William Robertson (1721-1793): Minister, Principal, Historian

etching by John Kay depicing William Robertson
William Robertson, by John Kay
etching, 1785
NPG D34736
© National Portrait Gallery, London

This year marks the tercentenary of the birth of a major figure of the Scottish Enlightenment. William Robertson was a leading moderate minister of the Church of Scotland, Principal of the University of Edinburgh from 1762 until 1793, and a famous author of historical works.

Robertson’s three major historical works, The History of Scotland (2 vols, 1759), The History of Charles V (3 vols, 1769), and The History of America (2 vols, 1777) appear regularly in our Books and Borrowing records. Borrowings of the first of these alone are enough to secure Robertson a place in the Top 20 Authors among the students of the University of Glasgow from March 1757 and January 1771  with his History of Scotland being the thirteenth most-borrowed book among the Glasgow students. Our growing database already records hundreds of loans of these three historical works across our libraries. Borrowers from Craigston Castle Library, Edinburgh University Library, Glasgow University Library, Haddington Library, the Hunterian Museum Library, Innerpeffray Library, Leighton Library, St Andrews University Library, and Wigton Subscription Library (so far!) borrowed Robertson’s historical works in dates and editions ranging from their publication to the 1830s.

Centre for Research Collections, Edinburgh University Library, MS Da.2.11, f. 34. Medical student Thomas Paytherus borrows Robertson’s History of Scotland (and two botanical books), 28 April 1775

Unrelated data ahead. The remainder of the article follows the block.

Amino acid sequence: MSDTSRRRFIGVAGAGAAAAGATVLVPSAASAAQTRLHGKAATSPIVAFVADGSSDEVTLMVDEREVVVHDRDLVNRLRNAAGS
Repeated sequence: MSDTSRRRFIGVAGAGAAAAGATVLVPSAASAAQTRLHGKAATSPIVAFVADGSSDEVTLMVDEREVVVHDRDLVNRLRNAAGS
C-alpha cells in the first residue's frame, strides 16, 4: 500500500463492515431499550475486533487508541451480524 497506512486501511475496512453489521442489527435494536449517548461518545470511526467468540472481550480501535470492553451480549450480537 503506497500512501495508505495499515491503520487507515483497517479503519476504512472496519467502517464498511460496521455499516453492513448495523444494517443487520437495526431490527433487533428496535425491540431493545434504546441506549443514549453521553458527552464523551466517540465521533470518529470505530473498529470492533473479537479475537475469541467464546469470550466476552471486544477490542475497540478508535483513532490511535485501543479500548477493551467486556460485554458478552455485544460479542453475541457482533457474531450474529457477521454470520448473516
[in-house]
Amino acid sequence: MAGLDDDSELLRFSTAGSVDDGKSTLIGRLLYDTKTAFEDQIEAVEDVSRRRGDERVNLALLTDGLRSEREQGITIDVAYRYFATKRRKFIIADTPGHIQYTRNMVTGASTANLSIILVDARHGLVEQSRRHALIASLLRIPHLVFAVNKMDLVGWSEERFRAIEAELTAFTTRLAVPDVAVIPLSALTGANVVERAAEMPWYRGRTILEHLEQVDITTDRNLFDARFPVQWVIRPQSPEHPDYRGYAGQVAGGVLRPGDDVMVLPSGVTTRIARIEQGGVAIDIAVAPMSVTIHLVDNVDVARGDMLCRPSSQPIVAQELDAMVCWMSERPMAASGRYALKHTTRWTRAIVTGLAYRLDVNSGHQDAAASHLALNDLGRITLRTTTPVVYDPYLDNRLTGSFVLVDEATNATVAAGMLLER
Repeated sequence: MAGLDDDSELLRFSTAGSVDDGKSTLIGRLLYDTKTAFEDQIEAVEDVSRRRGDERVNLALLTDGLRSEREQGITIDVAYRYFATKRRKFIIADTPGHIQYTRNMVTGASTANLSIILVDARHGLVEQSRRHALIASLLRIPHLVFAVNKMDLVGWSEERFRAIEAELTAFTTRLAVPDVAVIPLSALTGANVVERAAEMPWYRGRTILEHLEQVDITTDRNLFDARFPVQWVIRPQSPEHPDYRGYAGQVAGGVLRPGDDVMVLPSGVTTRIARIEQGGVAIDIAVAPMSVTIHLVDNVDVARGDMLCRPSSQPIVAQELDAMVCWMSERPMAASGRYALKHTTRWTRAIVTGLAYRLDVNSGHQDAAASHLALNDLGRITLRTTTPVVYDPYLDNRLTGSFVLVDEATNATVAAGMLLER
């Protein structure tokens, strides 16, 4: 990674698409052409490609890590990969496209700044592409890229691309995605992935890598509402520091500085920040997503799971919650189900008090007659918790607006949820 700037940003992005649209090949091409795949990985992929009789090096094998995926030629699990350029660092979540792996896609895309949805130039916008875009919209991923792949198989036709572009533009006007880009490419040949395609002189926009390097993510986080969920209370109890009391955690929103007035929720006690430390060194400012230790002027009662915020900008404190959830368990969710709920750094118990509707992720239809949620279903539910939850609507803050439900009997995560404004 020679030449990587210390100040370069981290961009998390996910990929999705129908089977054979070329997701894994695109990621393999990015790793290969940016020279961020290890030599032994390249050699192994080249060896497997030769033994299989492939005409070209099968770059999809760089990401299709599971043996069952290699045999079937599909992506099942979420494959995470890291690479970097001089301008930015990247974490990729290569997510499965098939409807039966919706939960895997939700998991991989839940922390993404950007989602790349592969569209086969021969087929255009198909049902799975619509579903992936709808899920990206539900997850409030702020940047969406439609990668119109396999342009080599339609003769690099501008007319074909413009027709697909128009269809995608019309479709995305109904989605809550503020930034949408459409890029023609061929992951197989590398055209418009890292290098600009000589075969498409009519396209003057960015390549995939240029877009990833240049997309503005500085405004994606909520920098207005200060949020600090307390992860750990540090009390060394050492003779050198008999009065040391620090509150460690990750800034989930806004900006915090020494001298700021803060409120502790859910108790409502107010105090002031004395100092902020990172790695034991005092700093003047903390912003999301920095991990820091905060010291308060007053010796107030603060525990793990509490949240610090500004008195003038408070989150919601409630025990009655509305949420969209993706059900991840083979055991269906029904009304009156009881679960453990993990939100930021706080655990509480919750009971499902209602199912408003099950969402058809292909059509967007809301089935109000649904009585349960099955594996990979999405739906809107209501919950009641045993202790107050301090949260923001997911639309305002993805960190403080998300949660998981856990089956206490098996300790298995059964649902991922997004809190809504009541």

University of St Andrews, Library Receipt Book, 1776-1779, f. 189. Student John Braid borrows Robertson’s History of America, 22 December 1778
Wigton Subscription Library, MS 11/29, f. 107. James Tweedale, Esq. borrows Robertson’s History of Charles V, 23 October 1830

Robertson’s historical works were based on a model of history in which humanity developed in stages. As civilisations advanced they progressed from hunter-gather, to pastoral, to agricultural, and, finally, to commercial societies, they progressed and ‘improved’. For the enlightened historians of the eighteenth century, this meant applying these universal stages across time and place, examining the structure of societies, and quantifying their findings using scientific methods. Robertson used this framework to create a broad view of history which he developed from the local to the global. In doing so, he created an appealing narrative albeit one that is Eurocentric and highly contestable today.

In The History of America, for example, he stated that since ‘…in every part of the earth the progress of man hath been nearly the same…we can trace him in his career from the rude simplicity of savage life, until he attains the industry, the arts, and the elegance of polished society’.[1]

Nevertheless, Robertson was the ‘highest-paid Scottish author of the age’, and was able to sell his copyrights for large sums, the equivalent of nearly £700,000 today.[2] His books were printed in their thousands and, as our borrowing records show, reached a wide audience.

Robertson’s background

William Robertson was born on 8 September 1721.[3]  His father was then minister of Borthwick, Midlothian. The family moved to Edinburgh in 1733 and the young Robertson matriculated into the University of Edinburgh in 1735. He studied humanity, Greek, logic and rhetoric, and history, adding divinity in the early 1740s when it became clear that he would follow his father into the ministry. On the death of a cousin, the parish of Gladsmuir became vacant: Robertson was licensed to preach in 1742 and ordained in 1744.